The Best Of What's Around
Two years in the making, jMaki 1.0 hits the street
jMaki is one of those things where the name may be better known than the particulars of the project (hint: think "Ajax made easy"). Fortunately, the project is pulling together a guide to the many docs and blogs that explain what it is and how it works. A good place to start for absolute beginner information is the Why Use jMaki? document, which makes the case for jMaki's simplifications, standardizations, and flexibility.
jMaki's in a busy part of the webapp world right now, and it will be interesting to see what kind of a niche it can carve out for itself.
Also in Java Today,
Javalobby has just posted an Interview with Tom Ball, openjfx compiler lead. After briefly discussing Project Jackpot, he talks about his new role on openjfx, the differences between JavaFX and JavaFX Mobile, the challenges of living up to community demands, the schedule for delivering JavaFX, the role of the open-source community in JavaFX's development, and more.
A pair of entries on The Aquarium portray the history and future of GlassFish in graphic form. First, in How Did We Get Here? GlassFish v2 History, Part I, Eduardo Pelegri-Llopart writes, "Rich has written a nice Historical Recap going through NetDynamics, KivaSoft, Netscape, iPlanet, Forte SynerJ, SunOne, Sun Java System Application Server, and then, GlassFish. He captured it all in this picture." Then the entry Branches, Branches... GlassFish Branches... looks ahead: "Nice post from Abhijit where he captures graphically, and in more detail, the Future GlassFish Releases. Abhijit covers GFv2 UR1, GFv2.1 (tentative name) and GFv3. Read his Detailed Entry or go directly to the Diagram."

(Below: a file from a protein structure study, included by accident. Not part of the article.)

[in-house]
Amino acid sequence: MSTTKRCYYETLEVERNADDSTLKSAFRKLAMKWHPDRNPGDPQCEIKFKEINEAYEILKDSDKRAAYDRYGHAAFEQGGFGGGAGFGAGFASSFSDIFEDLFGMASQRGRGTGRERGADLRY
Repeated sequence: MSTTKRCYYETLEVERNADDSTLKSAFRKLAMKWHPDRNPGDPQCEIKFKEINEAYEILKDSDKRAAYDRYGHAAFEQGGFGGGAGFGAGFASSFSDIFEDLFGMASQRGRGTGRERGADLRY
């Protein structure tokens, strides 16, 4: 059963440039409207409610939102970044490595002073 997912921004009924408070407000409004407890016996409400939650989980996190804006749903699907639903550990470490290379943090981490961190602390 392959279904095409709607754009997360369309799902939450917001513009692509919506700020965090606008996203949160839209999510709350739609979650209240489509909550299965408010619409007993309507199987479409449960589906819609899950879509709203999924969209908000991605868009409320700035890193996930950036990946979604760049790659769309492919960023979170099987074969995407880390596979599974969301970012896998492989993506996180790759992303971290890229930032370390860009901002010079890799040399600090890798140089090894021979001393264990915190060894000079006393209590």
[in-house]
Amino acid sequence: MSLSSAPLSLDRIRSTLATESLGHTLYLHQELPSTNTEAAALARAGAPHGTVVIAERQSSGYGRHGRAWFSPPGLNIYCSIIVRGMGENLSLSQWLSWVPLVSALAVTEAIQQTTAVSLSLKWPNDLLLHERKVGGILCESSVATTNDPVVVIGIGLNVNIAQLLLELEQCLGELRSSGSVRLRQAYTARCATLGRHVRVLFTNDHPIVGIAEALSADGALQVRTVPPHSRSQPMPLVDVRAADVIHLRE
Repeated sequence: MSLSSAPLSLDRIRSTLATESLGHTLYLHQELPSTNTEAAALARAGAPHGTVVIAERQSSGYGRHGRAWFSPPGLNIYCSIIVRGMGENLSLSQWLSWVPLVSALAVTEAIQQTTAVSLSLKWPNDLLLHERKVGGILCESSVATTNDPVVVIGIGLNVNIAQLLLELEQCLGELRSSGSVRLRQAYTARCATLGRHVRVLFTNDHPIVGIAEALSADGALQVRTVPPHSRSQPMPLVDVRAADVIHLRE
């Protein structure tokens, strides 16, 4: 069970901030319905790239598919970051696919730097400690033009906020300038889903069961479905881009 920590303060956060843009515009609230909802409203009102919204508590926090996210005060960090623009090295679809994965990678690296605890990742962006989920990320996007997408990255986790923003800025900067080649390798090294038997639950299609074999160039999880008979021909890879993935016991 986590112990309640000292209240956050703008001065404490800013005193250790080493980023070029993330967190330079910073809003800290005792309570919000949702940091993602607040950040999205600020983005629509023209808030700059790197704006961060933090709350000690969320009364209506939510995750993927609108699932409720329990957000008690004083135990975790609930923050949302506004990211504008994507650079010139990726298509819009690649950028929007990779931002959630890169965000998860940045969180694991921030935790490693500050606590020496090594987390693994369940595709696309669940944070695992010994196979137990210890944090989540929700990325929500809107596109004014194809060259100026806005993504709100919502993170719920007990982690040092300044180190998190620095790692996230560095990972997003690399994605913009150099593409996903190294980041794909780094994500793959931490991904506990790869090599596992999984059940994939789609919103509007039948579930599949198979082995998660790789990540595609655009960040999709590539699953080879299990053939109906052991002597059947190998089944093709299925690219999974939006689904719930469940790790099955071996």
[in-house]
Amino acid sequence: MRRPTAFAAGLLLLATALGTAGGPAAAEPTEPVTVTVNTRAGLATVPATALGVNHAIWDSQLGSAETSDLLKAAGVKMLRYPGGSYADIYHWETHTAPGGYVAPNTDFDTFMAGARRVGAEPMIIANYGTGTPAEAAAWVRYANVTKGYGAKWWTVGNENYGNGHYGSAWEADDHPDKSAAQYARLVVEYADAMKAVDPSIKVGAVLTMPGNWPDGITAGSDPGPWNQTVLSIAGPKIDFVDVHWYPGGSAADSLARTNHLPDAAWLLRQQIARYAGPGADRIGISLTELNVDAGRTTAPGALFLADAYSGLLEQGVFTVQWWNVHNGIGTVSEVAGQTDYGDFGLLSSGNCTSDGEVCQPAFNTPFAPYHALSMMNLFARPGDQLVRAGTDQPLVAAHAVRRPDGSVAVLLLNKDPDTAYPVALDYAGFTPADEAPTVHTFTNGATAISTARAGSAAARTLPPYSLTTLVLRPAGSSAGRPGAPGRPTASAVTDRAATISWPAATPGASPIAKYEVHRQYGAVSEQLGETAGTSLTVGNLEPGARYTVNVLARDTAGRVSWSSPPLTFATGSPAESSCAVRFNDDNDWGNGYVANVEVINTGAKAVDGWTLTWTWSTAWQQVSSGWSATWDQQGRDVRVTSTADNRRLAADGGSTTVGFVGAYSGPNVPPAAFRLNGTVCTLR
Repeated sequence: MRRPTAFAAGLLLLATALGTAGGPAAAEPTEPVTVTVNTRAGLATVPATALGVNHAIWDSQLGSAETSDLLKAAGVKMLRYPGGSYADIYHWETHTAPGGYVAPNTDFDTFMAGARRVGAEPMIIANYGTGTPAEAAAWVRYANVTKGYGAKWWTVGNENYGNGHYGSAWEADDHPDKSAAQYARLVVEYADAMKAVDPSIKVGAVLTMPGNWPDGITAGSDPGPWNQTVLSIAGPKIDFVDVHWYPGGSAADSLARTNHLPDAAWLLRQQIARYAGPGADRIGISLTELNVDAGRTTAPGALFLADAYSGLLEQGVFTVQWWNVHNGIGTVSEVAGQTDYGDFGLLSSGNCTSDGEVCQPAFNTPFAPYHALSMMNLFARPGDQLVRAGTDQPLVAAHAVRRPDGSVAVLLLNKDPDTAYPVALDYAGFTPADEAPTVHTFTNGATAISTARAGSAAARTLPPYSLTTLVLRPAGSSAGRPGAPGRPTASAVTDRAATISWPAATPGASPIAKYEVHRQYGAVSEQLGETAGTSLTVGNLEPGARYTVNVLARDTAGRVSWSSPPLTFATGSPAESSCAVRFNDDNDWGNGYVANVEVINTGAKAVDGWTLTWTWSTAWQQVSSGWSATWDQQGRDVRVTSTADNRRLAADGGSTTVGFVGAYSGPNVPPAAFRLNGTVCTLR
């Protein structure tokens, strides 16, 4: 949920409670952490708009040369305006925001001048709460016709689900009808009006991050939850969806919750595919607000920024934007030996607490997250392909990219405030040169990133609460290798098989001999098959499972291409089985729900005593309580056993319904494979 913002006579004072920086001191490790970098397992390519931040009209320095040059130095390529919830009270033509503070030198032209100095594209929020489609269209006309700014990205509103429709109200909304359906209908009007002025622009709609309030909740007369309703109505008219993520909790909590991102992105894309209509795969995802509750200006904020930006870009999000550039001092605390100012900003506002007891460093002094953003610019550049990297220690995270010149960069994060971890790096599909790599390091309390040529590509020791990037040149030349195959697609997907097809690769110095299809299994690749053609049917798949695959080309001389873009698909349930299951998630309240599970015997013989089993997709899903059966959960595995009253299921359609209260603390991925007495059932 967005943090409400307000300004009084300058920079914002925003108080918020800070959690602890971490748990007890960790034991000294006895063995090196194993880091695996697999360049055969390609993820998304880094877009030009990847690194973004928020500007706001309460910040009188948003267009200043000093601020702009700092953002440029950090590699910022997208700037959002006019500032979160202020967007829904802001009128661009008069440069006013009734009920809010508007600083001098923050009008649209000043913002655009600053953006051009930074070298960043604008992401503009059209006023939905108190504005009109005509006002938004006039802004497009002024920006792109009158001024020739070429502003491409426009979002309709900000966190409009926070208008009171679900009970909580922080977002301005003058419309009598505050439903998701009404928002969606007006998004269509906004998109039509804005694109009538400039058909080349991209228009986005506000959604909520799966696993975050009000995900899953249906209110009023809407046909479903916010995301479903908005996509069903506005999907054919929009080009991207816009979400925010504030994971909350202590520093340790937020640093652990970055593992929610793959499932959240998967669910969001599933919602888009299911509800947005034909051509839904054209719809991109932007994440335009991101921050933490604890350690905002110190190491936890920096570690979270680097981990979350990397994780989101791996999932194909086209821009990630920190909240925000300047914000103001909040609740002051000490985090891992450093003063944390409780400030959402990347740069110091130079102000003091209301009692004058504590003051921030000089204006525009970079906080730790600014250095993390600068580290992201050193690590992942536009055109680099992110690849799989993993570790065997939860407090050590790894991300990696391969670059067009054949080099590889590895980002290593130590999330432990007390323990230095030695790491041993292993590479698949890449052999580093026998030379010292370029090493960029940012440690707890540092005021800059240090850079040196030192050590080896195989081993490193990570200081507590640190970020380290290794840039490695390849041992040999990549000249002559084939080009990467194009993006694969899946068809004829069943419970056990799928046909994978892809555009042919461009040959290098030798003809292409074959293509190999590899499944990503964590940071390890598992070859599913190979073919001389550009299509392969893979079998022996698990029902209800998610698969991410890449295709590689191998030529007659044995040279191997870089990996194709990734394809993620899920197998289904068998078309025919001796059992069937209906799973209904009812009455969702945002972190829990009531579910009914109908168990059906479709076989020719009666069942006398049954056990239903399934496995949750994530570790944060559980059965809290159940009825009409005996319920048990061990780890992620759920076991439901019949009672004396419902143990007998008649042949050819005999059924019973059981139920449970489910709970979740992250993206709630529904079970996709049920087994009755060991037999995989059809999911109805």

In today's Forums,
offers a tip of the hat to the jMaki project on the occasion of the 1.0 release, writing in
Re: Well Done The JMAKI team,
"I have just completed a RIA framework investigation at my company. JMAKI fits with our constaints: 1) Java based, 2) No new language for developers to learn, 3) Future proof, 4) Must be pure thin client with no client side runtimes. I have recommended that we use JMAKI going forward for all our web application needs."
eduardomartinsannounces further help for Mobicents users in
Mobicents Quick Start Guide wiki page updated.
"I know people are having some hard times with the current issue of having versions for JBoss 3.x and 4.x, so I've updated the main wiki page to make things easier. Let me know if the instructions doesn't work for you. Note, the problem with the src packages on sourceforge with the jain-slee-tck-1.0 folder empty is not fixed yet. Please use the CVS."
@Webservice and JMS @Resource,
"Hey all, I'm trying to create a webservice that uses the in-built embedded message queue. Everything works except when using the @Resource annotation with a JNDI reference to the queue and connection factory, both of them are null. Can this kind of resource injection be used within a web service or do I need to use a service locator? Note that when I use the @Resource with a test client application (appclient -client) it works fine. I'm using Sun App. Server 9.0 Update 1."